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Assess your occupational options

Assess your occupational options

As was noted in the previous section, decision making is difficult. It can be helpful to employ several different approaches. Use any that are helpful to you and your situation.

You might prioritize your options according to how closely they match your overall goal or vision. Or you might compare them in terms of advantages, disadvantages, and potential outcomes. A pros/cons list can be a very effective tool. The visual impact of seeing the positives and negatives of each option can be especially revealing: it is not always a matter of which list is the longest, as some factors may emerge as having more significance than you previously thought. Assigning scores, or weights, to each of the criteria used in your comparison can also lead to greater clarity: the option with the highest resulting total score would likely be your "best" choice, at this time.

Regardless of the approach you use, if you discover that two or more of your career options compare equally or closely, it is a good idea to re-examine your self-assessment criteria as they relate to the options being compared: have you included all criteria that are the most important to you? Have you accurately and fairly assessed each option against these criteria? If this re-examination does not result in any change in scores or weighting, gaining first-hand experience in one or more of these occupational areas may help with the decision-making process. Activities such as job shadowing, volunteering, working part-time, or participating in an internship can provide a better sense of whether or not an occupation is a good choice for you.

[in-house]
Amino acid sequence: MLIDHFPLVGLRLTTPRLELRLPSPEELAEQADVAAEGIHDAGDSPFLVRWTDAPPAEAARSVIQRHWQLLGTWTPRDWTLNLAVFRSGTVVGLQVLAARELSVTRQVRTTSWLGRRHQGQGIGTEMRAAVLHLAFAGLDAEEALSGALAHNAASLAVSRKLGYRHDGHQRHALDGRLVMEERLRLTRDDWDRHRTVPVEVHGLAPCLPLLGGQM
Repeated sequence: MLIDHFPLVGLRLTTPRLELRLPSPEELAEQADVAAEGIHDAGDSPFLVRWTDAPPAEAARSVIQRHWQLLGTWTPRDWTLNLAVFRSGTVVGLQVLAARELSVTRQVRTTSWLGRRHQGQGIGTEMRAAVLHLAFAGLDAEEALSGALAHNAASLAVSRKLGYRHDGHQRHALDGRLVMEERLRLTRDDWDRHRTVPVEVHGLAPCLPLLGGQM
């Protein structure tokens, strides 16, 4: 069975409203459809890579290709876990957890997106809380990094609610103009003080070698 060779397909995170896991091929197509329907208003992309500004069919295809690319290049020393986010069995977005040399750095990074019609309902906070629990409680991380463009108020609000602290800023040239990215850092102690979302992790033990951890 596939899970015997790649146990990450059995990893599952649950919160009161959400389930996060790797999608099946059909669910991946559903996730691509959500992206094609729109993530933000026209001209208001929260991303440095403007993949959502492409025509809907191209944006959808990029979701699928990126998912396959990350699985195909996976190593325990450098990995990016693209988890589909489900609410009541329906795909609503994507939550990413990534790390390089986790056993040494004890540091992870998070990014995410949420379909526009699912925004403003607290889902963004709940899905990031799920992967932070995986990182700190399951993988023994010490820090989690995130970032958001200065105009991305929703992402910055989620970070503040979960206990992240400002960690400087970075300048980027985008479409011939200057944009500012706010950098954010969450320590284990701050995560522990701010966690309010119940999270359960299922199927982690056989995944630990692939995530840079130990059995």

Once you have a "winner," how do you feel about it? If you are excited and ready to proceed with it, that's great! If your reaction is less than enthusiastic or you are disappointed that one of the other options did not emerge as the strongest choice, again consider re-examining your self-assessment criteria and their comparison to the alternatives you are considering. Taking this step may provide additional insight. Ultimately, it is important that you feel this is the right choice for you, at this time in your life, and that you are motivated to pursue it.

If you are not enthused about the occupation that emerges with the highest score or are unable to make a decision at this point, you may find it helpful to book a Career Development appointment through Centre for Career Development to discuss your situation and options.

Remember that you will likely have more than one career path in your life. If you are struggling between two choices (or more), though you will need to choose one career direction initially, perhaps the other(s) will remain future options for you. Whether a change in career direction requires major or minor changes in your life, most career shifts are possible if adequately prepared for.

Interested in learning more? Attend the Exploring Career Pathways workshop to discover more tips from a Career Advisor.

University of Waterloo

Centre for Career Development